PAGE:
Hey guess what? I knitted another something! Woo hoo!
(Hmmm, fourth knitting project. Does that officially make me a knitter?!?)
Another Andi Satterlund pattern – the Marion cardigan. (And yes, I will knit a non-Andi Satterlund pattern sometime soon, I promise. I have a bunch of others in my Ravelry queue, and may even have yarn for one of them…. Mmm… yarn stash… Yeah, guess I’m a knitter now as well. Oops. More things to stash.)
My lil’ sis’ and I started knitting the Marion pattern as part of the Marion Knit Along over on Ravelry. That was due to finish at the end of October. Oh well, it only took us a couple of months longer than that, and better late than never, etc, etc.
(Plus, you know, it’s summer here. A thick woollen jersey isn’t really gonna get a lot of wear for the next couple of months so there wasn’t exactly a rush to get them finished.)
The Marion cardigan is a close-fitting, cropped (waist length) cardi with a deep vee neck and front buttons. There is a twisted cable design running down the edge of the neckline and button bands, and also alternating with plain bands in the rib of the sleeve cuffs. It’s knit in the round from the top down, and the sleeves are picked up from the armholes and shaped with short rows. The button/neck band is also picked up and knit on. (All phrases that made no sense to me at all a year ago, so apologies for those of you who don’t know what the heck I’m talking about. Key thing that it boils down to – some knitting you knit each piece together then sew them together at the end. Others, you join them up as you knit them. This pattern is one of those join-as-you-go ones.)
This was my first time doing cables. They’ve always kinda terrified me, as they look so complicated. But you know what? They were actually really easy! Plus fun to knit, seeing them take shape in all their twisty prettiness under the needles. So that was a rather plesant surprise.
(I’m trying to choose projects that get me to learn new things each time. Because, yay for learning stuff!)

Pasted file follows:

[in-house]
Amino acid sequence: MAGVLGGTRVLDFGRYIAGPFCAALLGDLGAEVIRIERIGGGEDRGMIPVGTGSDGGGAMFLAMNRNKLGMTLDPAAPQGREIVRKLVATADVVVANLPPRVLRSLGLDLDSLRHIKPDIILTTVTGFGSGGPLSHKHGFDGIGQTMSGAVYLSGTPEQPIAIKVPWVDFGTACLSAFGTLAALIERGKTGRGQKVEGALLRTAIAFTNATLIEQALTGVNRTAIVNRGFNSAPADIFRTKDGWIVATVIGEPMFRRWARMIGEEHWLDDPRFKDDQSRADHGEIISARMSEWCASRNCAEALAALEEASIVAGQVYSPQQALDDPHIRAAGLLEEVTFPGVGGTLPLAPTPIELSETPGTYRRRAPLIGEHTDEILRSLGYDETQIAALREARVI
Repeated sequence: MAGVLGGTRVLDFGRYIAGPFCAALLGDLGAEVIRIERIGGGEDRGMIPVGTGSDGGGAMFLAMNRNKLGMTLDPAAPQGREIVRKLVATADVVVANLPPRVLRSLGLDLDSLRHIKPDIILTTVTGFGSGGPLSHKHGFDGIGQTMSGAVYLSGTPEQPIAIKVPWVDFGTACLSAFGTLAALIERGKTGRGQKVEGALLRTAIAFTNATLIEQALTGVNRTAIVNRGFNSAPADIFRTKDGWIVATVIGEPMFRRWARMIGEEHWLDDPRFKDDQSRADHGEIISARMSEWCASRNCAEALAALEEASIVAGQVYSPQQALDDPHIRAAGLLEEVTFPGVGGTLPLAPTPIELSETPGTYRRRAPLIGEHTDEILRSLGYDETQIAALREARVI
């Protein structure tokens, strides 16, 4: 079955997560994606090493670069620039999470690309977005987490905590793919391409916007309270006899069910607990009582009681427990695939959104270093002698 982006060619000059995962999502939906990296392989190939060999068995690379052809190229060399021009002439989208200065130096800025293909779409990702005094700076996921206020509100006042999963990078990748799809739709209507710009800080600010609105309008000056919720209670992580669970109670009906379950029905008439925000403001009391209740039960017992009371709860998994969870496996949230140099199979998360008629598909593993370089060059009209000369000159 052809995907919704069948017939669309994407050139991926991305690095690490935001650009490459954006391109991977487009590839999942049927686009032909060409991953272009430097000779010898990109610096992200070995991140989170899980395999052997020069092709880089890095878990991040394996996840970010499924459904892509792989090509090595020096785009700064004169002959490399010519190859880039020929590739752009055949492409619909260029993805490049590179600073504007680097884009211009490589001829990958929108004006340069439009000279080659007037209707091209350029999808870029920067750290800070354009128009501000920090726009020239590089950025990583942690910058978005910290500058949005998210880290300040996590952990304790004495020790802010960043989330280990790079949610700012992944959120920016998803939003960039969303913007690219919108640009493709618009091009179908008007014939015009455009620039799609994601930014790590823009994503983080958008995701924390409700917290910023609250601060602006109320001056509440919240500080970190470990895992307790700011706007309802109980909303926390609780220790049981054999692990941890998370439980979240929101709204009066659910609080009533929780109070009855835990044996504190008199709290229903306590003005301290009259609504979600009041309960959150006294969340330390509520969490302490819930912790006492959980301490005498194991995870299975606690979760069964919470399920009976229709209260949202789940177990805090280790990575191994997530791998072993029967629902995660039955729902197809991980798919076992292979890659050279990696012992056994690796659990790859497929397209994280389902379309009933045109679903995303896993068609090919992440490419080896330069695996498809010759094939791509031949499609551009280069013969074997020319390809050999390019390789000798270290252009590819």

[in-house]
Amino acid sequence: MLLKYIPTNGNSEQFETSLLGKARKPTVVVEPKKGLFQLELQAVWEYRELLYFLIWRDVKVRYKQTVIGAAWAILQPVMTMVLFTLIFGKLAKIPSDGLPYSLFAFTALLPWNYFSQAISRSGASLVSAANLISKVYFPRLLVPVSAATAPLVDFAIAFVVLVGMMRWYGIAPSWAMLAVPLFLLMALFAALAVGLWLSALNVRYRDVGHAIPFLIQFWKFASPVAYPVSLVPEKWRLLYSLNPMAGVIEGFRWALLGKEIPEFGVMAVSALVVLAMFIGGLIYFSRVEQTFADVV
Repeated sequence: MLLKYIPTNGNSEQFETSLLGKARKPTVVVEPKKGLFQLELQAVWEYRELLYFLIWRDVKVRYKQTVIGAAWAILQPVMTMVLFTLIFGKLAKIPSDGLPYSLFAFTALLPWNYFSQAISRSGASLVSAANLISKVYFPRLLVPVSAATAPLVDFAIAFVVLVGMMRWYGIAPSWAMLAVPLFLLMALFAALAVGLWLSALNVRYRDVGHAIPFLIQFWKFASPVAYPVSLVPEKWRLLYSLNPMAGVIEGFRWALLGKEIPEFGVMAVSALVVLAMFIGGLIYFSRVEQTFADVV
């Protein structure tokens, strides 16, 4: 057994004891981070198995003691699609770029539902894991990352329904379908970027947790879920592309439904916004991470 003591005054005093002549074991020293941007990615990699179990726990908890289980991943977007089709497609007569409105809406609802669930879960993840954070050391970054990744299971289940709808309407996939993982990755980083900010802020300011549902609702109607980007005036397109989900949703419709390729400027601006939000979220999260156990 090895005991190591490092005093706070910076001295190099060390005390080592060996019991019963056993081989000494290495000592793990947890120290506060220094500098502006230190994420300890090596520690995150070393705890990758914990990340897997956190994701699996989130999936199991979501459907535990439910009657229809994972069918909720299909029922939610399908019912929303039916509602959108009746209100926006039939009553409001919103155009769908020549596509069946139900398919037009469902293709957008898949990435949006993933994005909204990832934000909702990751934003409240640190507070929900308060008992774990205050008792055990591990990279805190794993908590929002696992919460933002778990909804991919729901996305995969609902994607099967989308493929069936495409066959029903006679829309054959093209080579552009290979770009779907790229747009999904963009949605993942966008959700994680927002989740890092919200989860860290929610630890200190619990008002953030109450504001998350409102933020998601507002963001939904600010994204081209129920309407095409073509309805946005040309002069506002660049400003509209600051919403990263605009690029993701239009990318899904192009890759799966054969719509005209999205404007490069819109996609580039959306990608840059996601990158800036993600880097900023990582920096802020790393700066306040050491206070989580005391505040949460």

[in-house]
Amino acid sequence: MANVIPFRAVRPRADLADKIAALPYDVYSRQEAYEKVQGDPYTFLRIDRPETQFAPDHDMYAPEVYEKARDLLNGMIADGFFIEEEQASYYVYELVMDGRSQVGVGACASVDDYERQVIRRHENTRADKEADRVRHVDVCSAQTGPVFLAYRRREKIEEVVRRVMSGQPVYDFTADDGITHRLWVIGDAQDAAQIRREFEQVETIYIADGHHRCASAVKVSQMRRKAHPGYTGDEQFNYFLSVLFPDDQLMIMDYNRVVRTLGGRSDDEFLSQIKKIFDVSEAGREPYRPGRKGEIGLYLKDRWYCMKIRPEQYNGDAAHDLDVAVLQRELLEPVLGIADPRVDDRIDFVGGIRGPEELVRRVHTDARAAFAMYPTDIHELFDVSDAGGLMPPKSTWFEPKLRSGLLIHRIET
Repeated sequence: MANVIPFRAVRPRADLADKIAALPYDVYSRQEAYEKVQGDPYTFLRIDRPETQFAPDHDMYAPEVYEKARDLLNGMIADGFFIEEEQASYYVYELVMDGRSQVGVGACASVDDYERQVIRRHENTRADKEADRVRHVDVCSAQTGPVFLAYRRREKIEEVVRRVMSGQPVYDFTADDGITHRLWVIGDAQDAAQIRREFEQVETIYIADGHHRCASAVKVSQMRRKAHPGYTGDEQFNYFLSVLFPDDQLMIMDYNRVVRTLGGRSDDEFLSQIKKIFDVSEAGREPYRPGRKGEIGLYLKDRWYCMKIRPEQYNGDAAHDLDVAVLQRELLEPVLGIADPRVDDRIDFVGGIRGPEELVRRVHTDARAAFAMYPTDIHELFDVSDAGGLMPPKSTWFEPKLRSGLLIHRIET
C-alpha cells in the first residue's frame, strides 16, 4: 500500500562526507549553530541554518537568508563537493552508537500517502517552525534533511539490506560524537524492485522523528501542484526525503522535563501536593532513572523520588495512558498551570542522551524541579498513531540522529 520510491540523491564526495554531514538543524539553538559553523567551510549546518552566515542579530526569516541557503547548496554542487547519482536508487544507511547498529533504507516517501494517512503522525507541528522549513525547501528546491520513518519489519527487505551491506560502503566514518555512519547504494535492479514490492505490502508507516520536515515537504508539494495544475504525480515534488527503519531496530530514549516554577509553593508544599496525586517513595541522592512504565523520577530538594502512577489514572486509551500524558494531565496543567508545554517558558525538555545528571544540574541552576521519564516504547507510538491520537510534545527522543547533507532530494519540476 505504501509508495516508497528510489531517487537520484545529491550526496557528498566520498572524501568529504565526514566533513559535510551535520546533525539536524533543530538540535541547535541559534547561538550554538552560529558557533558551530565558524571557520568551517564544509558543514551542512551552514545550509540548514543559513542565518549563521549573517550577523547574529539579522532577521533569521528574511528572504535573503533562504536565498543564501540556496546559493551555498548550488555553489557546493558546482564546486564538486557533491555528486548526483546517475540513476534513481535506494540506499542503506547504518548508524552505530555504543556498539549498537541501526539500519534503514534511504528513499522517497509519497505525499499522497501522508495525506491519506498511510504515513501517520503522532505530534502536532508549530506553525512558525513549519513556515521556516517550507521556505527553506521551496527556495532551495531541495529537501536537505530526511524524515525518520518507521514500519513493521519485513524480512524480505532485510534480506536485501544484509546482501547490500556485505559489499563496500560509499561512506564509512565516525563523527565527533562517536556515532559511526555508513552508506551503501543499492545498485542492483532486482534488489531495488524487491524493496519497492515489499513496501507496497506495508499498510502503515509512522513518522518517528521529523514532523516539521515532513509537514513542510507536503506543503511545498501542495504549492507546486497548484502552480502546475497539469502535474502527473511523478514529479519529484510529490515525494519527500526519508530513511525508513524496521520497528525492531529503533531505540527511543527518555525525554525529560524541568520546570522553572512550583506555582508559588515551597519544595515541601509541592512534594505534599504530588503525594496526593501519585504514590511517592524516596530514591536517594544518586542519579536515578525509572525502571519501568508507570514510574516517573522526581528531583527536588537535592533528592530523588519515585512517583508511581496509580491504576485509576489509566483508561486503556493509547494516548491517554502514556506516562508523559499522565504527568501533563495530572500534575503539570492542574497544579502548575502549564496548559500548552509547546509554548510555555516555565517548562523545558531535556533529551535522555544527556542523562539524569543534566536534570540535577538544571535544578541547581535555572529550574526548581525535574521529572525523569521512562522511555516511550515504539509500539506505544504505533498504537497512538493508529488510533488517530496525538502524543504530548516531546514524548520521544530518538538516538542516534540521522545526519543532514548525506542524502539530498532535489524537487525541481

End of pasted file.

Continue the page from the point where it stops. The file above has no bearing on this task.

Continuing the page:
Want a closer look at those cables? Here you go.
And here’s an even closer one. (Yeah, I may be rather proud of them. First cables, yo!)
I was a good little girl and did a swatch first to check the gauge. Lucky I did, as it ended up coming out quite small, so I did the maths (if only they’d told me back in high school that maths is actually useful for fun stuff, rather than just mathematical-type-stuff, oh well) and went up a size when making this up (I did a size M, grading out to a L at the waist, wheras with other Andi Satterlund patterns I’ve done the S, grading out to an M at the waist). I’m pleased to say that my calculations worked out well, and this fits rather nicely. 🙂 And should continue to fit nicely after the post-baby-weight has gone away again.
Grading out to an L at the waist was easy – I looked at how many stitches it was meant to end with at the ribbing for the L vs the M, figured out the difference, and then used that to determine how many less decreases I needed to do in the decrease rows between the bust and the waist. (Hopefully that sentence makes some sort of sense?!?)
The Marion pattern has slightly cropped sleeves. Since, you know, woollen cardigans in winter and all, I don’t want to get cold wrists, so I extended the sleeves to make them full length, by adding another 30 rows to each one. I didn’t want them any narrower at the wrist though (plus it would have totally thrown off the calculations for the ribbing on the sleeve cuffs), so I didn’t do any decrease rows on those extra 30 rows.
Interestingly, the amount of stitches around at that point made the varigated yarn go into a nice, swirly pattern, can you see it on the last section of the sleeves there?